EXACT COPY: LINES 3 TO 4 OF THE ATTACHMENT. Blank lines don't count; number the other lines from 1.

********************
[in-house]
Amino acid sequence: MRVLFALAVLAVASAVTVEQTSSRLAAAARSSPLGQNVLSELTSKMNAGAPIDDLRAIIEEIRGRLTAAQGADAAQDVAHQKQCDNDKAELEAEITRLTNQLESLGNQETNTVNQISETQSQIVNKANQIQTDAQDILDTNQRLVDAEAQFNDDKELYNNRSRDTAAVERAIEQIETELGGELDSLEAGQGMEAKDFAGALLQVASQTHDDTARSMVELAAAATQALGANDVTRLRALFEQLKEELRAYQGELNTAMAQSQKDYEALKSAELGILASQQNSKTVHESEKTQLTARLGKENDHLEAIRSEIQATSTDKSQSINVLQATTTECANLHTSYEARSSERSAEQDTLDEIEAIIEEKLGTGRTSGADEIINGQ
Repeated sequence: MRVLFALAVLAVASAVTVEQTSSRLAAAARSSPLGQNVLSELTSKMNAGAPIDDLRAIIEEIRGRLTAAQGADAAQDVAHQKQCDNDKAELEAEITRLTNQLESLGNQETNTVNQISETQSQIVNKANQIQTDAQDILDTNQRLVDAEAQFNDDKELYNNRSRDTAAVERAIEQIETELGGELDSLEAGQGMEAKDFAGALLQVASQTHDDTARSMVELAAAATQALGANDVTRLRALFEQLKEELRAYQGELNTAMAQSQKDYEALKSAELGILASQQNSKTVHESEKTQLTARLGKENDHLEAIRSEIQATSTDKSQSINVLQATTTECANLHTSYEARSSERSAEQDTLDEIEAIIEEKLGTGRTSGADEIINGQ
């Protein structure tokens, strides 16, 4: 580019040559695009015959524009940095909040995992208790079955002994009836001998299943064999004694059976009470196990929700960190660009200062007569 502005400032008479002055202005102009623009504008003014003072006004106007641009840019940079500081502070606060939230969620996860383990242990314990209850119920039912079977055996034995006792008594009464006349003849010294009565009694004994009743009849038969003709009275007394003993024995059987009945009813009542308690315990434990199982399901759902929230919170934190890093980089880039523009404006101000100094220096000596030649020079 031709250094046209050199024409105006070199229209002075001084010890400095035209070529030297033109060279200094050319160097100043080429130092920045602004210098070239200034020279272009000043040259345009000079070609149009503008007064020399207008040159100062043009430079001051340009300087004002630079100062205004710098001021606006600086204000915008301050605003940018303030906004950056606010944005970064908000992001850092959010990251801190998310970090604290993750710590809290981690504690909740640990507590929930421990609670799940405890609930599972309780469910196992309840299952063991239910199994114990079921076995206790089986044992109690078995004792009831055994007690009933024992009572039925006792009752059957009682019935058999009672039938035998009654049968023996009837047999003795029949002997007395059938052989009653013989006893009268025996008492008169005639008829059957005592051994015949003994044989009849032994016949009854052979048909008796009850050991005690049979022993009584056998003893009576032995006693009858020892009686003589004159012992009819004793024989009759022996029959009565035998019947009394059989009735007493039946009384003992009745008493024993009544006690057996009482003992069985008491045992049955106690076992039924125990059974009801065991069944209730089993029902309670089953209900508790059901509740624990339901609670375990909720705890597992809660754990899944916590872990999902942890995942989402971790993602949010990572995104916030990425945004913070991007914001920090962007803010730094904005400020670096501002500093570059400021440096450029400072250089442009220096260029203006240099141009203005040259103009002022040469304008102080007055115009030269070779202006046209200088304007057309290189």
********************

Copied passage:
Repeated sequence: MRVLFALAVLAVASAVTVEQTSSRLAAAARSSPLGQNVLSELTSKMNAGAPIDDLRAIIEEIRGRLTAAQGADAAQDVAHQKQCDNDKAELEAEITRLTNQLESLGNQETNTVNQISETQSQIVNKANQIQTDAQDILDTNQRLVDAEAQFNDDKELYNNRSRDTAAVERAIEQIETELGGELDSLEAGQGMEAKDFAGALLQVASQTHDDTARSMVELAAAATQALGANDVTRLRALFEQLKEELRAYQGELNTAMAQSQKDYEALKSAELGILASQQNSKTVHESEKTQLTARLGKENDHLEAIRSEIQATSTDKSQSINVLQATTTECANLHTSYEARSSERSAEQDTLDEIEAIIEEKLGTGRTSGADEIINGQ
């Protein structure tokens, strides 16, 4: 580019040559695009015959524009940095909040995992208790079955002994009836001998299943064999004694059976009470196990929700960190660009200062007569 502005400032008479002055202005102009623009504008003014003072006004106007641009840019940079500081502070606060939230969620996860383990242990314990209850119920039912079977055996034995006792008594009464006349003849010294009565009694004994009743009849038969003709009275007394003993024995059987009945009813009542308690315990434990199982399901759902929230919170934190890093980089880039523009404006101000100094220096000596030649020079 031709250094046209050199024409105006070199229209002075001084010890400095035209070529030297033109060279200094050319160097100043080429130092920045602004210098070239200034020279272009000043040259345009000079070609149009503008007064020399207008040159100062043009430079001051340009300087004002630079100062205004710098001021606006600086204000915008301050605003940018303030906004950056606010944005970064908000992001850092959010990251801190998310970090604290993750710590809290981690504690909740640990507590929930421990609670799940405890609930599972309780469910196992309840299952063991239910199994114990079921076995206790089986044992109690078995004792009831055994007690009933024992009572039925006792009752059957009682019935058999009672039938035998009654049968023996009837047999003795029949002997007395059938052989009653013989006893009268025996008492008169005639008829059957005592051994015949003994044989009849032994016949009854052979048909008796009850050991005690049979022993009584056998003893009576032995006693009858020892009686003589004159012992009819004793024989009759022996029959009565035998019947009394059989009735007493039946009384003992009745008493024993009544006690057996009482003992069985008491045992049955106690076992039924125990059974009801065991069944209730089993029902309670089953209900508790059901509740624990339901609670375990909720705890597992809660754990899944916590872990999902942890995942989402971790993602949010990572995104916030990425945004913070991007914001920090962007803010730094904005400020670096501002500093570059400021440096450029400072250089442009220096260029203006240099141009203005040259103009002022040469304008102080007055115009030269070779202006046209200088304007057309290189």